Carolinas Climate Resilience Conference
In-Person at the Durham Convention Center, Durham, NC
—and— Virtually via Socio
→ May 10–12, 2021 ←
Why a Climate Resilience Conference?
The impacts of extreme weather events and evidence of climate change are continuing to grow. So too is
our understanding of the challenges we face, collectively, in adapting to these changes. Building
resilience — the ability to adjust easily to or recover from a stress or change — is an important step in
preparing to successfully address current and future pressures.
In its fourth convening, the Carolinas Climate Resilience Conference provided a place to share
experiences and knowledge about opportunities, resources, and local initiatives across a range of
professions and regional experts. Although research findings were shared, this conference was created to
foster real-world solutions to climate adaptation in the Carolinas./p>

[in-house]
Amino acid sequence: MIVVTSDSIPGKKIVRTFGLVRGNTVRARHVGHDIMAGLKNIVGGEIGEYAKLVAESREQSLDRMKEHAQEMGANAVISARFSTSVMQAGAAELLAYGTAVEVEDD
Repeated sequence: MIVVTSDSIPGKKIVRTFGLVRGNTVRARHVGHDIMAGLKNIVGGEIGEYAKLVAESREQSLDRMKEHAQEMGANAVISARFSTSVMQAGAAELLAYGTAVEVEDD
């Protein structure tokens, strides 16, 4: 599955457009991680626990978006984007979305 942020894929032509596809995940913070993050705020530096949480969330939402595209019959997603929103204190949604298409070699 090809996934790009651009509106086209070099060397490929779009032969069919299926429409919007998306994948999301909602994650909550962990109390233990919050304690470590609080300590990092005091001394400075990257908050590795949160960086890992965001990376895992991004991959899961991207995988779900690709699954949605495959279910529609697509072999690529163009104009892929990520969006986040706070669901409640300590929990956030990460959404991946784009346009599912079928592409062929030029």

Accomplishments of the CCRC
- Supports on-the-ground climate resilience efforts by providing managers and regional experts with an
opportunity to share lessons learned and discuss resources and tools for incorporating climate
into their work.
- Contributes to the development of a climate information network for the Carolinas.
- Provides a venue for practitioners, resource people, and researchers to share information about
current activities, plans, and opportunities for collaboration.
- Community leaders
- Extension agents
- Faith-based groups
- Government (local, state, tribal, federal) agency personnel
- Policy makers
- Private sector
- Resource managers
Scenes from the 2021 CCRC
The Carolinas Integrated Sciences and Assessments
(CISA; pronounced “SEE-sah”) is one of eleven NOAA-funded Regional Integrated Sciences and Assessments
(RISA) teams working to integrate climate science into decision-making processes. CISA researchers,
collaborating investigators, and graduate students conduct applied climate research in collaboration with
a wide range of stakeholders across the Carolinas.
CISA's work includes several cross-cutting activities that seek to advance scientific understanding of
climate and hydrological processes in the Carolinas, improve the assessment of climate-related
vulnerabilities and impacts, and provide timely and relevant information and tools for decision makers.